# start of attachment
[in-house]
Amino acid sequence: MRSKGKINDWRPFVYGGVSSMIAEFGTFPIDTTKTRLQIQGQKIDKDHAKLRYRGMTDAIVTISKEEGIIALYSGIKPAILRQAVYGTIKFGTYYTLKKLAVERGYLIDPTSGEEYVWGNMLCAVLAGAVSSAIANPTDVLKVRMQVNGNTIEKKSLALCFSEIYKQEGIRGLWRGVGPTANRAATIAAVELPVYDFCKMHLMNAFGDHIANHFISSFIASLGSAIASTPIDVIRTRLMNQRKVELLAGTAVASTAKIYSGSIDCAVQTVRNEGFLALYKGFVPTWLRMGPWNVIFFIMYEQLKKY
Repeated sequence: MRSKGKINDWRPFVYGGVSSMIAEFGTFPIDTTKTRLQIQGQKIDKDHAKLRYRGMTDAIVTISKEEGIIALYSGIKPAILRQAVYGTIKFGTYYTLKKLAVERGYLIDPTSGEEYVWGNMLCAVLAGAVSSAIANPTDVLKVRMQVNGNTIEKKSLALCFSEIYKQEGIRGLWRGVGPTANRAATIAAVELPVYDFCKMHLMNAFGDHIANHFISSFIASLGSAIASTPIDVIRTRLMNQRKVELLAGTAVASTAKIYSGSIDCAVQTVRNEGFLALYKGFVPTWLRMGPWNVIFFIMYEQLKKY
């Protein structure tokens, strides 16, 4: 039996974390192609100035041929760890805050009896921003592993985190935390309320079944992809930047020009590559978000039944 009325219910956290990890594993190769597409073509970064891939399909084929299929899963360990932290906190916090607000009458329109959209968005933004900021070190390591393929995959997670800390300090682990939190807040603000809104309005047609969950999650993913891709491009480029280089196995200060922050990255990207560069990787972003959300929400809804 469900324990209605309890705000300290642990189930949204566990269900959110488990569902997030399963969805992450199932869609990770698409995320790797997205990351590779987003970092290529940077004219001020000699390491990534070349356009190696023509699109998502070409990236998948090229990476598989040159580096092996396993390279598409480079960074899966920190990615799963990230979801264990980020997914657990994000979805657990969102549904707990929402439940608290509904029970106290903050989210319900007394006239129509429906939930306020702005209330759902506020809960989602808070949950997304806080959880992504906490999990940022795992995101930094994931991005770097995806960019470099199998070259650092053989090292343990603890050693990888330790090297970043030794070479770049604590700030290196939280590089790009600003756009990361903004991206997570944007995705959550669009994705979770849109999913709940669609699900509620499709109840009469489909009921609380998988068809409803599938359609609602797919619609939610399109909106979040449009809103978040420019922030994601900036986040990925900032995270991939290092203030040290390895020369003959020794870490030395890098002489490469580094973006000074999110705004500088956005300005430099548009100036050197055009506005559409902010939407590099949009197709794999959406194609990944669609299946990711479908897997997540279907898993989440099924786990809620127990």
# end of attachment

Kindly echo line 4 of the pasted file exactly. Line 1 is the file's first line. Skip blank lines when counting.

């Protein structure tokens, strides 16, 4: 039996974390192609100035041929760890805050009896921003592993985190935390309320079944992809930047020009590559978000039944 009325219910956290990890594993190769597409073509970064891939399909084929299929899963360990932290906190916090607000009458329109959209968005933004900021070190390591393929995959997670800390300090682990939190807040603000809104309005047609969950999650993913891709491009480029280089196995200060922050990255990207560069990787972003959300929400809804 469900324990209605309890705000300290642990189930949204566990269900959110488990569902997030399963969805992450199932869609990770698409995320790797997205990351590779987003970092290529940077004219001020000699390491990534070349356009190696023509699109998502070409990236998948090229990476598989040159580096092996396993390279598409480079960074899966920190990615799963990230979801264990980020997914657990994000979805657990969102549904707990929402439940608290509904029970106290903050989210319900007394006239129509429906939930306020702005209330759902506020809960989602808070949950997304806080959880992504906490999990940022795992995101930094994931991005770097995806960019470099199998070259650092053989090292343990603890050693990888330790090297970043030794070479770049604590700030290196939280590089790009600003756009990361903004991206997570944007995705959550669009994705979770849109999913709940669609699900509620499709109840009469489909009921609380998988068809409803599938359609609602797919619609939610399109909106979040449009809103978040420019922030994601900036986040990925900032995270991939290092203030040290390895020369003959020794870490030395890098002489490469580094973006000074999110705004500088956005300005430099548009100036050197055009506005559409902010939407590099949009197709794999959406194609990944669609299946990711479908897997997540279907898993989440099924786990809620127990």